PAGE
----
DIY, Home Renovation

Gel Stain

I am a storyteller.  I love to make people laugh.  I am very animated.  For these reasons, some might label me as “dramatic” in the theatrical sense of the word.  However, in my opinion I am not a dramatic person in daily life.  It is difficult to excite me.  I am generally very calm and level.  Unless I discover something that makes my life better.  Then I can get just as excited as a teenage girl shopping for a prom dress.  Enter gel stain.

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I am not talking about any gel stain.  If you’re thinking right now, “Oh yeah! Sure! I’ve used gel stain!”, and you’re not able and willing to join with me in applause and joyful singing over the magical attributes of this miraculous product- then you haven’t used the right gel stain.

General Finishes gel stain.  I dance inside when I say it.  I’m not kidding.  Ah-mazing stuff.  I purchased it on amazon here.   When I first saw the price per quart, I thought it was ridiculously overpriced.  Until.  I used it.  Wowza.  The stuff is never ending.  It goes on and on and on.

Not only does it last forever, but what it covers is astonishing in and of itself.  It literally inspired me to start blogging.  I could talk about it ad nauseam. In fact I’m pretty sure every time the subject gets remotely close to staining something, my husband braces himself for my excitement level to rise.

Let me just show you why I get so excited.  Just check out these identical doors, essentially a before and after gel stain.

The door first looked like this:

It had layers and layers of paint applied to it over the years.  After stripping, sanding, and scraping the paint, the door looked like this:

It still had remnants of paint in the cracks that were impossible to remove.  I was skeptical that the gel stain could cover it.  After putting latex gloves on, and using an old sock as a “glove”, I got to work.  I simply dipped the sock glove into the General Finishes Java gel stain (after thoroughly stirring the stain), and applied just a tiny bit to the bare wood.  I am telling you, a little bit goes a very long way.  Just look at the difference:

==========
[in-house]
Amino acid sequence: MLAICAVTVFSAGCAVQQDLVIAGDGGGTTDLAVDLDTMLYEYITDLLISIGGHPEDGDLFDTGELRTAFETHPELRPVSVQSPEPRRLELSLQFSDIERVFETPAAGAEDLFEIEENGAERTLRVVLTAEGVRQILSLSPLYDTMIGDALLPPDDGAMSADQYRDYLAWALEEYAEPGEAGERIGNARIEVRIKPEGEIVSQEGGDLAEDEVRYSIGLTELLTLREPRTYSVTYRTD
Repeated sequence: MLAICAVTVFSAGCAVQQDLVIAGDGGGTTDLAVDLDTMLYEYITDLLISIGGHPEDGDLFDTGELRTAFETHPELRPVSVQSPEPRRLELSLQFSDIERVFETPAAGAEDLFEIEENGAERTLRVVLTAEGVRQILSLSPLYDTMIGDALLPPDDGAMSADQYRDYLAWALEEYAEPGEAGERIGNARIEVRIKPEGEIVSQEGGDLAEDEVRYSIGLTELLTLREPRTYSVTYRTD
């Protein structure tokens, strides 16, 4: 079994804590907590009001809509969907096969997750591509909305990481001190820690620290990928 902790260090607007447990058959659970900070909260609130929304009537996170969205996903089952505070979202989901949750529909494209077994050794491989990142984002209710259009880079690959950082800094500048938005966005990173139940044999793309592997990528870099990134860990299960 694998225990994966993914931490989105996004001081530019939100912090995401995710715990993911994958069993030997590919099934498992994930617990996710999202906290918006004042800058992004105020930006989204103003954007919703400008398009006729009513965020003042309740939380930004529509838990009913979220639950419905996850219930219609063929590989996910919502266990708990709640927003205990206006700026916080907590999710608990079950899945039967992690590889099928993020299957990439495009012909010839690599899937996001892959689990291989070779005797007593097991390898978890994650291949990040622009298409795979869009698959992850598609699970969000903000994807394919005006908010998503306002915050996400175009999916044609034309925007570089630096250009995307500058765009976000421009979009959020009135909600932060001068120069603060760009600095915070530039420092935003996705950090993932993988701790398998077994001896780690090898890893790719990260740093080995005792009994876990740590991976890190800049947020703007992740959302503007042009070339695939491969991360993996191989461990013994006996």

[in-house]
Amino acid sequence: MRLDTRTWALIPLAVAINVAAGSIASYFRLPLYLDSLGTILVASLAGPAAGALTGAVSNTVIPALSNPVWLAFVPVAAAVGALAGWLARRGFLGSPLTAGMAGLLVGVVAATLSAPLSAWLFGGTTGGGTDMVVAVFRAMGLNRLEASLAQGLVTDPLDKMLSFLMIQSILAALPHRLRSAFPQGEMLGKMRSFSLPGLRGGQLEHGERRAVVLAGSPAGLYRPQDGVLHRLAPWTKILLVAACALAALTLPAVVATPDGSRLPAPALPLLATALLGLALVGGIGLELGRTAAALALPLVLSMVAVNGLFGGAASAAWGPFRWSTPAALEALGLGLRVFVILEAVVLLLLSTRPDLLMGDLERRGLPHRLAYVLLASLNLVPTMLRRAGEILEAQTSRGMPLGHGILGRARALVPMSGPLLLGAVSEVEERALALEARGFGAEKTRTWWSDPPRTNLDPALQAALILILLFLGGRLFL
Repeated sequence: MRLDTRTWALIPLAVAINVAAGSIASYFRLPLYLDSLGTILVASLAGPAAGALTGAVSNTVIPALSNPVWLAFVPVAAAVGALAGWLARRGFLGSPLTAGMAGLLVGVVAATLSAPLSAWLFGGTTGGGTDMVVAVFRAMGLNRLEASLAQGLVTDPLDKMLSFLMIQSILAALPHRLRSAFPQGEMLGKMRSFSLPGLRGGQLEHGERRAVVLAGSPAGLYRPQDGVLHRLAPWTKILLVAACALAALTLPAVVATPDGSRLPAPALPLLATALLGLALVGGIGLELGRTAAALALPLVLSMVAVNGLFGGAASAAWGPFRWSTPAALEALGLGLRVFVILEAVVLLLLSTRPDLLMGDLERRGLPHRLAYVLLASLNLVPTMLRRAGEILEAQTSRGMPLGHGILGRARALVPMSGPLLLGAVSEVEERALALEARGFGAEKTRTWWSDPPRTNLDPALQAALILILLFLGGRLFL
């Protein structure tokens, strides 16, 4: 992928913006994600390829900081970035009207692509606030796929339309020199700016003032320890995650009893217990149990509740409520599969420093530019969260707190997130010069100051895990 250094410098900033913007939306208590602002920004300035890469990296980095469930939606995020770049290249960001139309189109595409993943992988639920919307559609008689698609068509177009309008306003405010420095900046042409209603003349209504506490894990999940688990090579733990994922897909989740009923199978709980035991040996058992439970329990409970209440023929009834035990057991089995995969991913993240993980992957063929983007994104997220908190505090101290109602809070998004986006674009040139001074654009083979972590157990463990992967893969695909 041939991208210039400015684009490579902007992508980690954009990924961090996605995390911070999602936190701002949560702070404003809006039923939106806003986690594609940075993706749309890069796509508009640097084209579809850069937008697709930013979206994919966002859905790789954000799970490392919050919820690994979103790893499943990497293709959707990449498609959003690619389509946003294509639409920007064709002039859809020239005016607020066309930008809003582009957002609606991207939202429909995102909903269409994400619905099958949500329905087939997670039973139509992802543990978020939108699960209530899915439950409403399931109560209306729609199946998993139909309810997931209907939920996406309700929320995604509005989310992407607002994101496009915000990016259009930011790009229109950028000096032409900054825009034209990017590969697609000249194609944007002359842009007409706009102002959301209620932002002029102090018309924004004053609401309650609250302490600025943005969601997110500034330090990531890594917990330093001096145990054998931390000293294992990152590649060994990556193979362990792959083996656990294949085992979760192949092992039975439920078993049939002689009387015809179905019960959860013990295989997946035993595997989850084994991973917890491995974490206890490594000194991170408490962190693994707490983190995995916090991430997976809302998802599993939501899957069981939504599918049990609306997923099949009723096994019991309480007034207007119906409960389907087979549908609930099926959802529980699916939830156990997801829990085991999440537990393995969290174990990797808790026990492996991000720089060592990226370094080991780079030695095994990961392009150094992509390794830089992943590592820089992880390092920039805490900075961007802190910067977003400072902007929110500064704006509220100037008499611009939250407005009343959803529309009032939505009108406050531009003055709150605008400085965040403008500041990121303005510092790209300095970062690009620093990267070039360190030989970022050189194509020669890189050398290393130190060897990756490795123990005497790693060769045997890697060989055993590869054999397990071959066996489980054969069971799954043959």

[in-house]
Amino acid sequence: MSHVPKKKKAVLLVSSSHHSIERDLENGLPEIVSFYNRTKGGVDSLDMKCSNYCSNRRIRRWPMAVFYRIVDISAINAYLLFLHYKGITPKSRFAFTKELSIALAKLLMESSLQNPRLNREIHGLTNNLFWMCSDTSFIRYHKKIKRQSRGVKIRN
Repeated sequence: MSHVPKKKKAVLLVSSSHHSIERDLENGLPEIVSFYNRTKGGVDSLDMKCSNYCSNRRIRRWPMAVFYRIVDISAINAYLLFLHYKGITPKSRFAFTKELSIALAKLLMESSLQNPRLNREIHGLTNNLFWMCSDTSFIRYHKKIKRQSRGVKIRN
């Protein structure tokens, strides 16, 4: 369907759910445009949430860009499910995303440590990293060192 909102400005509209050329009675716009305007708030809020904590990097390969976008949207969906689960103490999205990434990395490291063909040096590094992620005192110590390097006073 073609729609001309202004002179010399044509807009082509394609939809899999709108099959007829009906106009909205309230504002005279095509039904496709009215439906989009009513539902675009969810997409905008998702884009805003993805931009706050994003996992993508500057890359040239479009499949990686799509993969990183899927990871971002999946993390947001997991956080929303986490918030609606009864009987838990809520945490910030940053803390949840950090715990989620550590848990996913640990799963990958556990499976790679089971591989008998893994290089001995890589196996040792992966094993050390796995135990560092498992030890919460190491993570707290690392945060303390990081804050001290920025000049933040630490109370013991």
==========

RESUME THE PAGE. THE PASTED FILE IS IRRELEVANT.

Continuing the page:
You can see the paint in the cracks, and how the gel stain covers right over it.  I couldn’t believe it.  I still can’t believe it.

Isn’t that beautiful?

This stain was key in so many of our projects while restoring a 1929 foursquare farmhouse.  We had to replace a few of the stair treads in this old house, and trying to find century old pine to match the existing stair treads would be nearly impossible.  After using “regular” stain on the stair treads, they looked like this:

Horrible!  I wanted to cry.  It screamed, “I don’t match!  I’m new wood with crappy regular stain!”  Until I read a blog on Pinterest about this amazing product.  I am so thankful that I did!  The picture below shows the difference between the top stair, which has gel stain added, and the bottom two stairs, which have regular stain applied.

Doesn’t it make you feel happy inside?  You can actually see in the can to notice it’s pudding-like consistency.

I was so happy, I danced a dance.  I am forever a fan of this product.  After the stain, all the stairs needed were a few coats of polyurethane (we used this and were very happy with the results), and some white paint.  Here we go:

That’s better.

In the upstairs of this house, I wanted to leave all of the woodwork in it’s beautiful natural state.  Except-it wasn’t beautiful.  It looked like this:

Well that’s nasty.  Of course, by now, I know what to do!

Again, I simply wiped a dab of gel stain over the existing woodwork after cleaning it a bit, and the woodwork looked amazing.  It looked like I had slaved for days restoring this worn out woodwork to it’s previous glory.  However, it was just as easy to stain it as it was to clean it.  Actually, staining was much easier than the cleaning.  After painting the room, the woodwork looked stunning.  Brand new.

In the end, I used one quart for three bedrooms worth of woodwork, multiple doors, the stairs, and many random projects.  I literally could not believe it.  Have any of you ever used this stuff?  What did you think?

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